8 Things You Should Never Clean in a Dishwasher
It could do some serious damage.
Most of us love our dishwasher for the time it saves us, for its ability to tackle stubborn grease, and for the variety of wash cycles it offers. And once you have become accustomed to the luxury and convenience of having a dishwasher at home, it’s hard to go back to the days of spending hours hand-washing dishes at the sink. However, as miraculous as the dishwasher is, it wasn't designed to wash every single item in your kitchen. In fact, you could actually ruin certain kitchen items by running them through the dishwasher. If you’re uncertain which items are dishwasher-safe and which aren't, we’ve made a list of items you should never put in the dishwasher—not even on the rinse cycle.
When it comes to cleaning your good kitchen knives, it's best to wash them by hand with hot soapy water. Why, you ask? This tried-and-true cleansing method will keep the blades sharp and the handles tight. Dishwasher soap or detergent can make knife blades dull, which can actually increase risk of injury while using your knives, since dull knives are harder to maintain control of.
Plus, the hot water of the rinse cycle and the intense heat of the drying cycle can cause the handles of your knives to loosen over time. To keep your blades sharp and help your knives last for longer, avoid putting them in the dishwasher and take the time to wash and dry them by hand.
Certain Plastic Items
When it comes to dishwashing, it's best to treat plastic items on a case-by case-basis, since some plastic can stand up to the heat and some cannot. Be sure to check the manufacturer’s label to see if they are dishwasher-safe.
As a general rule of thumb, it’s best to keep any plastic items that are labeled dishwasher-safe (that would be items made of sturdier plastic, like cutting boards and mixing bowls) in the top rack of the dishwasher. Placing plastic items in the top rack will keep them away from the potentially damaging heat that comes from the bottom of the dishwasher. These items will come out clean, but beware—over time they can dull in appearance with repeated dishwasher exposure. And remember, if your plastic item doesn’t say “dishwasher safe," do not place it in the dishwasher.
Nonstick cookware is a necessity in many households, and many of us, admittedly, wouldn't be able to create a perfect pancake or omelet without it. Most nonstick pans are coated with a special material called Teflon, which allows you to cook with little to no oil or butter without the food sticking to the bottom. Some nonstick cookware is labeled "dishwasher safe," but for the most part, these items can't withstand the intense heat of the dishwasher. If you don't want to damage the nonstick coating, it's best to clean these items by hand. Instead, soak your nonstick items in warm, sudsy water and use a nonabrasive scrubber to remove any food.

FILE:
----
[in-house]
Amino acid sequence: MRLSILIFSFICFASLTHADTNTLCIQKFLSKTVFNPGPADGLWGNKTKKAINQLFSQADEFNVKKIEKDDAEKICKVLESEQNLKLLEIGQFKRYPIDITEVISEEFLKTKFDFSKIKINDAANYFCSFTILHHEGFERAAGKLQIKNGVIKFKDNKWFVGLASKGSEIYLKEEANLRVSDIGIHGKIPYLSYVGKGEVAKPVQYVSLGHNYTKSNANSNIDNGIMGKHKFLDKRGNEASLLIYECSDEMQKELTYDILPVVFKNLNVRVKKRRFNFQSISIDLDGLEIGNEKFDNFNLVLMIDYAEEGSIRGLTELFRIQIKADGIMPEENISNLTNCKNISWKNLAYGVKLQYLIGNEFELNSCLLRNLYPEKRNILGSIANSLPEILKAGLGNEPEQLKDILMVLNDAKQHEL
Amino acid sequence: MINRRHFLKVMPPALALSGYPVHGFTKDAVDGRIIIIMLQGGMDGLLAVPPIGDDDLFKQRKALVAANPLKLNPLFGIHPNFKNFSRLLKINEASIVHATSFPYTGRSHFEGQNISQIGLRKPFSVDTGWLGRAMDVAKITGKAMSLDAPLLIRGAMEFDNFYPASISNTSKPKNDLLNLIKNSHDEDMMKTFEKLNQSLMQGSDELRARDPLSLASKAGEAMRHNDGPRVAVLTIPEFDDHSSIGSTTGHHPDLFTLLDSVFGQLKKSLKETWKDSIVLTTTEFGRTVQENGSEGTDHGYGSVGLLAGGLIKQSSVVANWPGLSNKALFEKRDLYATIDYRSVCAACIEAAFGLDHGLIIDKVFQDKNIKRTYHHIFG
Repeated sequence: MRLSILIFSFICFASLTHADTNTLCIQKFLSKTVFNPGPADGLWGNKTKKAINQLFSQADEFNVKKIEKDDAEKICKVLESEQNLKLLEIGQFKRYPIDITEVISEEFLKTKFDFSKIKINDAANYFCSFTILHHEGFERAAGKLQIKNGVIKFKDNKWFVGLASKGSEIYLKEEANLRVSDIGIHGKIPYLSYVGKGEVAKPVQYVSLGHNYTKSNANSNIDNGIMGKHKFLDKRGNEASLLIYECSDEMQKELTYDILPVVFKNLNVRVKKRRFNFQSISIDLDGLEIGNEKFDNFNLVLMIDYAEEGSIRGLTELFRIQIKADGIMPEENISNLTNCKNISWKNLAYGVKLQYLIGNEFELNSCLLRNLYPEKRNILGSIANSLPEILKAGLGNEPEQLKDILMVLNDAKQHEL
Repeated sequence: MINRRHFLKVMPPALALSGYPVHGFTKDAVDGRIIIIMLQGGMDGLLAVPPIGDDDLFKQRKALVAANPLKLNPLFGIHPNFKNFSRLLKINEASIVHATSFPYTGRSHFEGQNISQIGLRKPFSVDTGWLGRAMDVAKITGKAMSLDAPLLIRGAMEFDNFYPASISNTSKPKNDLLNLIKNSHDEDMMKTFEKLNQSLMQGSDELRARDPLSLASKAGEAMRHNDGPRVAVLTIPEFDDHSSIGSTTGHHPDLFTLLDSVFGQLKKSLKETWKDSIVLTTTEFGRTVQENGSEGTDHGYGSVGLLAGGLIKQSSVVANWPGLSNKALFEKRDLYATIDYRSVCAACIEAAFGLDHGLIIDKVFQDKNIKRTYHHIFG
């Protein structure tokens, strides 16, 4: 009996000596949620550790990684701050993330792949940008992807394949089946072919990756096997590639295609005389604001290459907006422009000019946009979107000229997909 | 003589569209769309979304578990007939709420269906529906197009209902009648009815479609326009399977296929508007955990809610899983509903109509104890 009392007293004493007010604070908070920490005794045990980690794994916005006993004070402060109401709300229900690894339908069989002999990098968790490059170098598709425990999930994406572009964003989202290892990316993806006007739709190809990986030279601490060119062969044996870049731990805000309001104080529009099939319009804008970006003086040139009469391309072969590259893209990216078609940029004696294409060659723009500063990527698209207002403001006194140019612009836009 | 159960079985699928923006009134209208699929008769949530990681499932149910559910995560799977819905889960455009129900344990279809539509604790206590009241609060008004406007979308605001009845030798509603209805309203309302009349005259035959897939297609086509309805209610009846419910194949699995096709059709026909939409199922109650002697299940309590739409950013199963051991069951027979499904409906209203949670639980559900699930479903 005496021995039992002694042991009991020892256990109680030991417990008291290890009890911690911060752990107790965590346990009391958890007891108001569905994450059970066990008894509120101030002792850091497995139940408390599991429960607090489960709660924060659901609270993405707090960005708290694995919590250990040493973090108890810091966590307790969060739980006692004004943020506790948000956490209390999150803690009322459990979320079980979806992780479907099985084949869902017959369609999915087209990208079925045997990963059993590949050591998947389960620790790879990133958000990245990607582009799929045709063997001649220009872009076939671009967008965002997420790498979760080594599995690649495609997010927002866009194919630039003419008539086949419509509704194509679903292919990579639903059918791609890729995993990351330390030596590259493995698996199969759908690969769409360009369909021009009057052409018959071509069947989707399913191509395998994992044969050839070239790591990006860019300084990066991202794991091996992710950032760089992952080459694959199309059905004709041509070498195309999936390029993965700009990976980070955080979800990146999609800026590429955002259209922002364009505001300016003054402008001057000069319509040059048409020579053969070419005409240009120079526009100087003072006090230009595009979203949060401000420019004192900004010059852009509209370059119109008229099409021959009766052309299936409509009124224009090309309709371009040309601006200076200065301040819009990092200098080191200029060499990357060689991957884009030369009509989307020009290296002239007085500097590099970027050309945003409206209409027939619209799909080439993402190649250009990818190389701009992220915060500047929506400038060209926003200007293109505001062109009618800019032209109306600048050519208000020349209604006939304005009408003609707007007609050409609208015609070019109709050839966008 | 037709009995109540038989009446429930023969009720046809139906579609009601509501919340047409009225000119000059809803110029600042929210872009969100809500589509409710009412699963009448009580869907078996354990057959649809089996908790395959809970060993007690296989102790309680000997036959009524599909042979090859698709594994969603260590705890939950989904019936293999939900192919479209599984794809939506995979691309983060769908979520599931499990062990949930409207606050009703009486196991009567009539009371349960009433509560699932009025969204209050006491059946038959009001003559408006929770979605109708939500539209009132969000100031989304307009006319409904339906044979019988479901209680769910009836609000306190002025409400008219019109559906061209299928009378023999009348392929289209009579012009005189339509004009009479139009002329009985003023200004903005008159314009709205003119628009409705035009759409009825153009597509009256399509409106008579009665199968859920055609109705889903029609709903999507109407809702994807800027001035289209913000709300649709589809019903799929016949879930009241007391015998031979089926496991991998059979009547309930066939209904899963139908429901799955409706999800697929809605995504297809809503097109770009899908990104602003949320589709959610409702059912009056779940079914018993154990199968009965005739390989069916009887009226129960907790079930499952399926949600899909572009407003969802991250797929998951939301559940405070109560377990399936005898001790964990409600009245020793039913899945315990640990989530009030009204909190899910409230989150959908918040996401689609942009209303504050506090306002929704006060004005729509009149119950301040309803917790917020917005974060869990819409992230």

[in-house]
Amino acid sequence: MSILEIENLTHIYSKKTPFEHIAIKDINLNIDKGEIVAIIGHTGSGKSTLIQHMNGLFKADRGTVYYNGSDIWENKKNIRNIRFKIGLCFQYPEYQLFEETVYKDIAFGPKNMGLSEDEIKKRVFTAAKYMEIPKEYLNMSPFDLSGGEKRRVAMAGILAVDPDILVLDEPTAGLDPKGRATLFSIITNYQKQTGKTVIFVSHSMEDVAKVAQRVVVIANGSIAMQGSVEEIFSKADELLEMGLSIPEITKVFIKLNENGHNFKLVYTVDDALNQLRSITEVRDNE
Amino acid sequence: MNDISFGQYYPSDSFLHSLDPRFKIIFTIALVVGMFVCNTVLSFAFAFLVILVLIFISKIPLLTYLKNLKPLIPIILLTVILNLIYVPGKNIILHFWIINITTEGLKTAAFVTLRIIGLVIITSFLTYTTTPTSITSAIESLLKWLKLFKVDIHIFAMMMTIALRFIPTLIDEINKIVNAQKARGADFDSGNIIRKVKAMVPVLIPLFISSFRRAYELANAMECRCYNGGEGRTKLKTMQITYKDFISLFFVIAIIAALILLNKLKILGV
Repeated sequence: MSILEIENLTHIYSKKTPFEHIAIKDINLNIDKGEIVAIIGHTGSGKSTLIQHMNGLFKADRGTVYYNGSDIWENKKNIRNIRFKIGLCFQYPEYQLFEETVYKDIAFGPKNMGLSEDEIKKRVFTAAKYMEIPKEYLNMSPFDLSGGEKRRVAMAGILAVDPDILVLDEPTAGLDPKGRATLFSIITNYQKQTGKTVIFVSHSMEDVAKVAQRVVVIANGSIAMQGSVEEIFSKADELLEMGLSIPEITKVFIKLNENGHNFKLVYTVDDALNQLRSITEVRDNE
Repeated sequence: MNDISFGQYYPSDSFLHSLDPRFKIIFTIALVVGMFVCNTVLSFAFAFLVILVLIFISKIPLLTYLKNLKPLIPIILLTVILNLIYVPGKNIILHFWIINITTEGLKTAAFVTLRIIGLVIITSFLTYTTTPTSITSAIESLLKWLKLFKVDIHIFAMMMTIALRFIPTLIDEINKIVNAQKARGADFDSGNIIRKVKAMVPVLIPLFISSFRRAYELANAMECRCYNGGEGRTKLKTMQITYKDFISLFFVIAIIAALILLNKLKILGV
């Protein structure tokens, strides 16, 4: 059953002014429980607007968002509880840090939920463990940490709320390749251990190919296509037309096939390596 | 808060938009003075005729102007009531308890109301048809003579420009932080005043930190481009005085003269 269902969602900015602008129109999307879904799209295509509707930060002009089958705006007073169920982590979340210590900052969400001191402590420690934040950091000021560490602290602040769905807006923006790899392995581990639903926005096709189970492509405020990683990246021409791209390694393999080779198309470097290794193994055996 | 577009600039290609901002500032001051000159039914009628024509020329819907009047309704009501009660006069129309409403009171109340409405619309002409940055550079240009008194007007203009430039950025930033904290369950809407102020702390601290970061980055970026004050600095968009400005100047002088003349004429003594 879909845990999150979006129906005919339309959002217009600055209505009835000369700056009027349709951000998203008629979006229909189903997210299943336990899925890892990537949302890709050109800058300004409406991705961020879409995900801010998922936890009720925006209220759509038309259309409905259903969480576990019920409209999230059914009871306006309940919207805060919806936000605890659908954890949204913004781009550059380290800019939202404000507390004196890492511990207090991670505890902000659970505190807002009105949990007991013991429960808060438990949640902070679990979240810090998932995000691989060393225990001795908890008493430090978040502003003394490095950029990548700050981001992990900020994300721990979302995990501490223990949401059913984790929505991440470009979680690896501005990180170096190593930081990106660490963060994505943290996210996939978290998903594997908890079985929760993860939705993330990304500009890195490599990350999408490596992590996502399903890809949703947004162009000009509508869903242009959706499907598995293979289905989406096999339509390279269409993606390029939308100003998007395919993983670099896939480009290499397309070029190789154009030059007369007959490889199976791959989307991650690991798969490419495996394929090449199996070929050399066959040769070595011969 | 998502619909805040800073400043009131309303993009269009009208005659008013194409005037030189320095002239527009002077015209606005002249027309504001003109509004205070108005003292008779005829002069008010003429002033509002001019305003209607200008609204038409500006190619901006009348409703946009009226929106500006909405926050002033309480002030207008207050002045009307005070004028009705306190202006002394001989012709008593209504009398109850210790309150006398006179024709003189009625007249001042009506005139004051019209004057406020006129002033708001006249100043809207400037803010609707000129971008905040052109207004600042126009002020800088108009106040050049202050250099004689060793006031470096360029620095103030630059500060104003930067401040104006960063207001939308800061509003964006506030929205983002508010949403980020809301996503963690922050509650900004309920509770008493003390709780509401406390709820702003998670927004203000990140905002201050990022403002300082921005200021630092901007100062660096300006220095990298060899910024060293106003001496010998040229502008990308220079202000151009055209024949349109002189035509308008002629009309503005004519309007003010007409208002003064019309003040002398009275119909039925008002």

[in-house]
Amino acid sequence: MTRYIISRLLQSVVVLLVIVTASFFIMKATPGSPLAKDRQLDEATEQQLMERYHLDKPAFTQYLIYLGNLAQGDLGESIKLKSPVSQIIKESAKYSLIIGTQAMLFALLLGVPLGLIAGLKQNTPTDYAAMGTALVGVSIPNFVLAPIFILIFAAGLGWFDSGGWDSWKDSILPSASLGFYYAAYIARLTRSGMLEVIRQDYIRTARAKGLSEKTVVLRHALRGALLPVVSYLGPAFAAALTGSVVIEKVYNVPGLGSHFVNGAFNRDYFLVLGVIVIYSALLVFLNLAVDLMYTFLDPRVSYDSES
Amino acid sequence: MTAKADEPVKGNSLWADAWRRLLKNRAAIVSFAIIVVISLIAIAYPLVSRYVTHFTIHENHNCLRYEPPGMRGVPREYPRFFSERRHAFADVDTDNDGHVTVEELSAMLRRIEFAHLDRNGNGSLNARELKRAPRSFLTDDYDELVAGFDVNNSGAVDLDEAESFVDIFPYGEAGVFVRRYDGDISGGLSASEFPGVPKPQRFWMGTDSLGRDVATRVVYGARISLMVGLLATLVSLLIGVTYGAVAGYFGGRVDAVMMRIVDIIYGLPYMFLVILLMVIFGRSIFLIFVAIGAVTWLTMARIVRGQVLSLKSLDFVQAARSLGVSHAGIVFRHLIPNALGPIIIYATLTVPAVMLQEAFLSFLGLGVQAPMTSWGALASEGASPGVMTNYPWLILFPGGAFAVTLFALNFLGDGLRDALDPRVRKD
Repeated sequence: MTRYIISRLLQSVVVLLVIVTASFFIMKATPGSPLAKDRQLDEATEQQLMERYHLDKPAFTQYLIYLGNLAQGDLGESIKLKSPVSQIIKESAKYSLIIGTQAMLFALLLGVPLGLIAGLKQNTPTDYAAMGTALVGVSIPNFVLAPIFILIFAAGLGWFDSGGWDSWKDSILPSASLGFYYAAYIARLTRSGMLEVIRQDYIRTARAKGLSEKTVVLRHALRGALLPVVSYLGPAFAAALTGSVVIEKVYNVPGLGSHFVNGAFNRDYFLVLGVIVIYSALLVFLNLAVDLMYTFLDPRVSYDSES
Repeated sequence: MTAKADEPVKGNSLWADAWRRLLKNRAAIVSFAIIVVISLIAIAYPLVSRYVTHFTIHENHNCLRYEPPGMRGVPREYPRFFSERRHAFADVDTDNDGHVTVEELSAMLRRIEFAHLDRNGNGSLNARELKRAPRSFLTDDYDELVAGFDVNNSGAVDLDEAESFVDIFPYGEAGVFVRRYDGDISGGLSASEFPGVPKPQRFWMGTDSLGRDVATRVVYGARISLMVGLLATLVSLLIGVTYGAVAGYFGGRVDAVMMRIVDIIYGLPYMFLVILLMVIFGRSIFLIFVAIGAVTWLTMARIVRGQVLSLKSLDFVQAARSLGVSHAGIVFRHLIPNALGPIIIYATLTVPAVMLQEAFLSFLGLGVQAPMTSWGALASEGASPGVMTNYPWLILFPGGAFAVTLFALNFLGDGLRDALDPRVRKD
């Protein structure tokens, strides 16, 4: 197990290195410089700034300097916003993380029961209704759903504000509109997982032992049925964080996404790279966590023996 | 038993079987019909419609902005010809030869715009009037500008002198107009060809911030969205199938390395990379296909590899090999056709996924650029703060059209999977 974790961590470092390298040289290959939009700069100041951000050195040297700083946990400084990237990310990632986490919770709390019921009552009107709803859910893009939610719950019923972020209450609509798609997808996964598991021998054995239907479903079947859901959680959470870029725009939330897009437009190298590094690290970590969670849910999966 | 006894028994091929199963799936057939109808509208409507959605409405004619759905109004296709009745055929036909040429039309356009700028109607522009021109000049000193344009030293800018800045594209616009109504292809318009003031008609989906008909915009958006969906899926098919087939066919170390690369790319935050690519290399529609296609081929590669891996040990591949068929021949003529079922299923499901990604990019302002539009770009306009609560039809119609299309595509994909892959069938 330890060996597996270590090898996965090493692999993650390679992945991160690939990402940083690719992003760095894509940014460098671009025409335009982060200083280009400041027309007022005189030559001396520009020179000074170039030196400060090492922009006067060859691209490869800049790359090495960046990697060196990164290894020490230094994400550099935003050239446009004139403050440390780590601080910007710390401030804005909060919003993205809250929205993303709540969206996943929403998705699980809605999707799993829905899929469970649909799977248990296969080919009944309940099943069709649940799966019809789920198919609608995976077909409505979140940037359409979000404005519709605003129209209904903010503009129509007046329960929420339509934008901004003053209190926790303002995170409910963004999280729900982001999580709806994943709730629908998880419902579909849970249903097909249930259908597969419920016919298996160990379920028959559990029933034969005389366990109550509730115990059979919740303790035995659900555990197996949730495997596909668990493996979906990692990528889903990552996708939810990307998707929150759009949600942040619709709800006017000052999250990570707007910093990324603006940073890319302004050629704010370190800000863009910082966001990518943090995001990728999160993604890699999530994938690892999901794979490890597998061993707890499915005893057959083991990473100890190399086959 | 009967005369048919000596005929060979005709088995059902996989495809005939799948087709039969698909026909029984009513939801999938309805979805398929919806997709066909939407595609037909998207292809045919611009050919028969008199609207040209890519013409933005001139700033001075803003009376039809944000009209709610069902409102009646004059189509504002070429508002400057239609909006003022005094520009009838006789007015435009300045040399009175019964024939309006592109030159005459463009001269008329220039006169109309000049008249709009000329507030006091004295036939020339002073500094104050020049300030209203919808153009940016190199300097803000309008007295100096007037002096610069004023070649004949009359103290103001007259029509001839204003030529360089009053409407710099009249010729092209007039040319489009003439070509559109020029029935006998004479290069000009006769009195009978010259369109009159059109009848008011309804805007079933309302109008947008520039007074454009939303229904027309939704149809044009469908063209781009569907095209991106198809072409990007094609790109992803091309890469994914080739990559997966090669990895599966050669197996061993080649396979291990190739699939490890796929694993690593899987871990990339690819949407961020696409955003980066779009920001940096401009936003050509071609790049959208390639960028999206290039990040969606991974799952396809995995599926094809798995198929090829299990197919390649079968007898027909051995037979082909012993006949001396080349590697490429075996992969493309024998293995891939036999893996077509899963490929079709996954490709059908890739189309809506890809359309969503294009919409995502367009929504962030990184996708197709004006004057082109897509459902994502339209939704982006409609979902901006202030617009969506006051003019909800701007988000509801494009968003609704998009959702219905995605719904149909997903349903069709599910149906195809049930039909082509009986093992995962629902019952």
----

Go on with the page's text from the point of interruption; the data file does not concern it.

Fine China & Crystal
You paid a pretty penny for those fancy painted plates, so to protect your investment and make sure they stand the test of time, do not clean them in the dishwasher. The dishwasher can chip off paint and increases the risk of chipping fine china and crystal. To protect your fine china and crystal for generations to come, avoid exposing them to hot water. Instead, wash them with warm water, mild dish soap, and vinegar, and dry them carefully with a lint-free cloth.
It may be tempting to toss your copper pots, pans, and cups into the dishwasher for a no-hassle wash, but it could end up doing more damage than you think. The dishwasher can discolor copper and cause it to look dull, so it's best to hand wash these items with warm water and a gentle dish soap.
To polish copper and get it gleaming, use a cleaner specifically made for copper or try using lemon juice, salt, and vinegar, following these step-by-step instructions.
It's easy to get your aluminum cookware confused with your stainless steel pieces, because they appear so similar in color. But while stainless steel can typically be cleaned in the dishwasher (just be sure to check the manufacturer's instructions), aluminum cookware cannot. Aluminum pots and pans, when exposed to the hot water and high heat of the dishwasher, will fade and oxidize pretty quickly.Avoid dishwashing as well as soaking these items in soapy water for extended periods of time.
Rather than toss your aluminum pots and pans in the dishwasher, clean them with cream of tartar and water. To remove discoloration, simmer a mixture of one tablespoon lemon juice per quart of water on the stovetop.
Wooden Kitchenware (Including Cutting Boards)
Wooden kitchenware, including cutting boards, wooden spoons, or anything with a wooden handle, should never be washed in the dishwasher. Over time, abrasive dishwashing detergent can scratch the surface of wood items. The drying cycle of the dishwasher can cause wood to warp, or even worse, crack and break.
Clean wooden cutting boards immediately after each use with hot, sudsy water. To disinfect the board after cutting raw meat on it, clean it with white vinegar or a mixture of 2 tablespoons bleach in a gallon of water. Rinse thoroughly and dry the board by hand.
Anything Cast Iron
Remember all of the time and care you invested into cleaning and seasoning your cast iron skillet so it was ready to cook in? Well, you can ruin all of that hard work in an instant by exposing these pans to the dishwasher. Dishwashing detergent can break down the seasoning (a layer of fat or oil that is applied and baked into the cookware) of your cast iron. This seasoning is key to preventing rust and it helps prevent food from sticking.
Some cooks advocate not cleaning cast iron items at all (some chefs simply wipe down cast iron pans after each use). But you can follow these steps for cleaning cast iron with a quick rinse and a mild abrasive, such as salt.